A VP at Chic-fil-A on Positive Environments
Dripping-faucet-leaders irritate with constant tweaks and suggestions. Your team wants you to shut-up and leave them alone.
Additionally, honest leaders build negative environments by constantly fixing and improving.
The dark side of pursuing excellence is nitpicking.
Perfection-seekers are nitpickers.
- Shows attention to detail.
- Is different from being particular.
- Unhelpful, nagging self-doubt.
- Misses the real issue.
- Typical for a weak link.
- Negative and unproductive.
- Is a label used by people who miss critical details.
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The problem of talent and skill:
Mark Miller, VP at Chic-fil-A and author of, The Secret of Teams, believes focusing on talent and skills apart from the critical third element builds negative environments.
“There are three critical ingredients for high performance,
Mark believes negative environments emerge when leaders focus on talent and skills but neglect community. His book includes suggestions and illustrations of community building.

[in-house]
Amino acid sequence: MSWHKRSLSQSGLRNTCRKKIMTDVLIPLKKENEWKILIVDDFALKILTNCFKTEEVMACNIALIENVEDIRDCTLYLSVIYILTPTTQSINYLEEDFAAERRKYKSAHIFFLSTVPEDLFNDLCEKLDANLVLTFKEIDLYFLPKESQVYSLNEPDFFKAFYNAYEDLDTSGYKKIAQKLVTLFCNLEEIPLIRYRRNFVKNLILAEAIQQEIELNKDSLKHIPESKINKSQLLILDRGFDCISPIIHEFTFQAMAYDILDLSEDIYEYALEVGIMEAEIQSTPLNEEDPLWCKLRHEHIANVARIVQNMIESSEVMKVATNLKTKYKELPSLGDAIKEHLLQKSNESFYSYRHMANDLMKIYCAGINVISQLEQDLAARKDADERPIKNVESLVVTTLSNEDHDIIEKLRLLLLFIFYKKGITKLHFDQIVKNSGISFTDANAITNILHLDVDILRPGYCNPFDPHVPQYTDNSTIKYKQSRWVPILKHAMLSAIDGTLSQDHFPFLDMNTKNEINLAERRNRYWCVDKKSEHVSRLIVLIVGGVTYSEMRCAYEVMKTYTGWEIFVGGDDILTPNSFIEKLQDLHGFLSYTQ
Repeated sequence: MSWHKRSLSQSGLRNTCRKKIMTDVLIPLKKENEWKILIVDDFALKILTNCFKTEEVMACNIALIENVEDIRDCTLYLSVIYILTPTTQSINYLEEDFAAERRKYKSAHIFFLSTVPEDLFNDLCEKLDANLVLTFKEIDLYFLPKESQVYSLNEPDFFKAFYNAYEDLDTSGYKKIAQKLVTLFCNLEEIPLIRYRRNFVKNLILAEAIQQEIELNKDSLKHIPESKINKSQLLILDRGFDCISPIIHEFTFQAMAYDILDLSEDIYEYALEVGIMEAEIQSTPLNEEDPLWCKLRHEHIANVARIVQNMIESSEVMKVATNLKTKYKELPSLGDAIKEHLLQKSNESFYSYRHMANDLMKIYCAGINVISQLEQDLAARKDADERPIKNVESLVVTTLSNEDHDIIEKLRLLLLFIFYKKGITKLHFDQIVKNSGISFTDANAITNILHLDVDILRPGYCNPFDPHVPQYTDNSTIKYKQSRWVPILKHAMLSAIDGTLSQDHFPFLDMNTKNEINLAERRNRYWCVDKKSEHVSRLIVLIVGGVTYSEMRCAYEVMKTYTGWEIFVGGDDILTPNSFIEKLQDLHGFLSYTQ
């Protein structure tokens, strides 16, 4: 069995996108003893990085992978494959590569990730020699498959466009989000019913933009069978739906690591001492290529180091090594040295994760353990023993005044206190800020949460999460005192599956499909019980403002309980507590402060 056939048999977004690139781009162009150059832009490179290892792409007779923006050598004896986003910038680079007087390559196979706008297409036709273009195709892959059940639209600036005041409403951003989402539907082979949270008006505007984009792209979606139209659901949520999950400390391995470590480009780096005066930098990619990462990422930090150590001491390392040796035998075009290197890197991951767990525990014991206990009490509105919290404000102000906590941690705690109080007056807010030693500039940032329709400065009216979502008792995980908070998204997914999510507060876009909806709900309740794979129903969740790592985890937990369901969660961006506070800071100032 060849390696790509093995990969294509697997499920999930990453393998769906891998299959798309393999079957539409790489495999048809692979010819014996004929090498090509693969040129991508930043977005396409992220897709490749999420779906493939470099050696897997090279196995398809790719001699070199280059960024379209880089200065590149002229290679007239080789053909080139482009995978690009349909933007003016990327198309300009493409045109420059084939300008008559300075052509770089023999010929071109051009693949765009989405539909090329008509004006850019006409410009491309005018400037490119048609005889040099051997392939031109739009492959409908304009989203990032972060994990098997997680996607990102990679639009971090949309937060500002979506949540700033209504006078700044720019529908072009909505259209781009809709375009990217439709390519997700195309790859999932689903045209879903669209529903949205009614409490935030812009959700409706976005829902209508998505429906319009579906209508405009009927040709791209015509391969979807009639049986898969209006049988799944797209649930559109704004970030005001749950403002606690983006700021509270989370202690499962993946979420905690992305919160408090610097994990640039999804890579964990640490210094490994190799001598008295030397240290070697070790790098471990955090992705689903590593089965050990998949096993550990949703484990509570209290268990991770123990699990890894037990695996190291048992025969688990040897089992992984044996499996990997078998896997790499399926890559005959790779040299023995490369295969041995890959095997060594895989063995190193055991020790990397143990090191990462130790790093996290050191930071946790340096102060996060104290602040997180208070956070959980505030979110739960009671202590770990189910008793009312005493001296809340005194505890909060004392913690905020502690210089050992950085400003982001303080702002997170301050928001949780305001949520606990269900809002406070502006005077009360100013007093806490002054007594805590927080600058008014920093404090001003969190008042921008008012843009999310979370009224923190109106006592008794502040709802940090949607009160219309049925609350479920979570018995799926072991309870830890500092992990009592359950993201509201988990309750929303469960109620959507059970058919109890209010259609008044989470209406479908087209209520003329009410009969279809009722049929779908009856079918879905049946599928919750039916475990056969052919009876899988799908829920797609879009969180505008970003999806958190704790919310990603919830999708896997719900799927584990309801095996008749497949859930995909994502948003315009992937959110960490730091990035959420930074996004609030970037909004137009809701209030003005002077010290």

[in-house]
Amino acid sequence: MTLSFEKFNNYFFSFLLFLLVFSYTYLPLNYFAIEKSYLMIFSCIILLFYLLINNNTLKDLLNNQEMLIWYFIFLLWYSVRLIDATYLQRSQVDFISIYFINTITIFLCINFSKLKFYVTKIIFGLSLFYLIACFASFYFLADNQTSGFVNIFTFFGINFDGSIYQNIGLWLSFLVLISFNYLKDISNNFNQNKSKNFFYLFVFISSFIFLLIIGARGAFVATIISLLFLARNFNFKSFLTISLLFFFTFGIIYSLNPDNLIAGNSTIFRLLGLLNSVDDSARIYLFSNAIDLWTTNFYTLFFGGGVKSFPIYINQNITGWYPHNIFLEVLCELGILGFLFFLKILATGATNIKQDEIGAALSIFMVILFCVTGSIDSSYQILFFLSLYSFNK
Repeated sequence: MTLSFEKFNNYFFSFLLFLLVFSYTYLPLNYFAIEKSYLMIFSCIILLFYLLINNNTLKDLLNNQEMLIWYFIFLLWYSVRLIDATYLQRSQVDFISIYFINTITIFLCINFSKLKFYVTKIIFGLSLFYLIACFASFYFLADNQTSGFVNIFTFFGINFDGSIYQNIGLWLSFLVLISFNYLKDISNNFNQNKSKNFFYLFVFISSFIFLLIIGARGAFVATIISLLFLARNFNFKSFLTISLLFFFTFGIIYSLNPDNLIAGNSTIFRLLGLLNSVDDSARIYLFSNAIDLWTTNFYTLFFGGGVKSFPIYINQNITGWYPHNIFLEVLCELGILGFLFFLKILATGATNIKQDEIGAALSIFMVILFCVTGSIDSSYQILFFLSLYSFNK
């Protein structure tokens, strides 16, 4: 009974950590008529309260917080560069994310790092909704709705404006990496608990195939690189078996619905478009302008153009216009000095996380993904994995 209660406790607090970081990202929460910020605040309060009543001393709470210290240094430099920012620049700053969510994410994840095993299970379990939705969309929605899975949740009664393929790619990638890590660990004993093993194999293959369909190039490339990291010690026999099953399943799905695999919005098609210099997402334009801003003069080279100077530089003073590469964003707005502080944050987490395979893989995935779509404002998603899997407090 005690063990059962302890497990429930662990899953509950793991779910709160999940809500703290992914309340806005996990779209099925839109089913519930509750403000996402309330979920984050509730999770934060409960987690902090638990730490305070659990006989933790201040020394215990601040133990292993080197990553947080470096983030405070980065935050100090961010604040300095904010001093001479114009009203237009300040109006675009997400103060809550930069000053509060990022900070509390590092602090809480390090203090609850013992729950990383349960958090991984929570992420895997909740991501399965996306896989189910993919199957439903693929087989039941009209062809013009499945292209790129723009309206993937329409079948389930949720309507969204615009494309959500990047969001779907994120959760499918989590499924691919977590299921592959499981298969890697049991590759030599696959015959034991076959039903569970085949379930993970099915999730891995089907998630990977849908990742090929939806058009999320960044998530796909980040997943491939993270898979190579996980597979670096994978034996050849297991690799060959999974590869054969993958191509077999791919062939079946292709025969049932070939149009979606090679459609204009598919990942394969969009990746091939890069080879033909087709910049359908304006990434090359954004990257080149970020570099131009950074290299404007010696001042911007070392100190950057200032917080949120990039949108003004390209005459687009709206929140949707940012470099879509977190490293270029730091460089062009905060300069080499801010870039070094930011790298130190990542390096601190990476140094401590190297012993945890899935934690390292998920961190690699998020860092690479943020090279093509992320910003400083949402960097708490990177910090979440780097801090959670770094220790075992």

Don’t spend all your time focusing on performance. Focus on community, too. Chic-fil-A begins meetings with “family time,” for example. If that sounds weird, you’re pursuit of excellence may create negative environments.
When continuous improvement goes too far:
“If you scored a 97% on the test you don’t need to fixate on 100%.” Mark Miller.
Mark said positive environments include:
- Focusing on what went well.
- Talking about what worked.
- Asking, “Who went above and beyond?”
- Reinvention. “What might we do differently next time?”
Lousy leaders pursue excellence but
don’t celebrate progress or build community.
The sustained pursuit of excellence requires community building. Caring community takes talent and skill further, faster.
How can leaders pursue excellence and build family environments at the same time?
Connect with Mark: @LeadersServe
Free chapter of The Secret of Teams.
Mark Miller in his own words. (3 min.)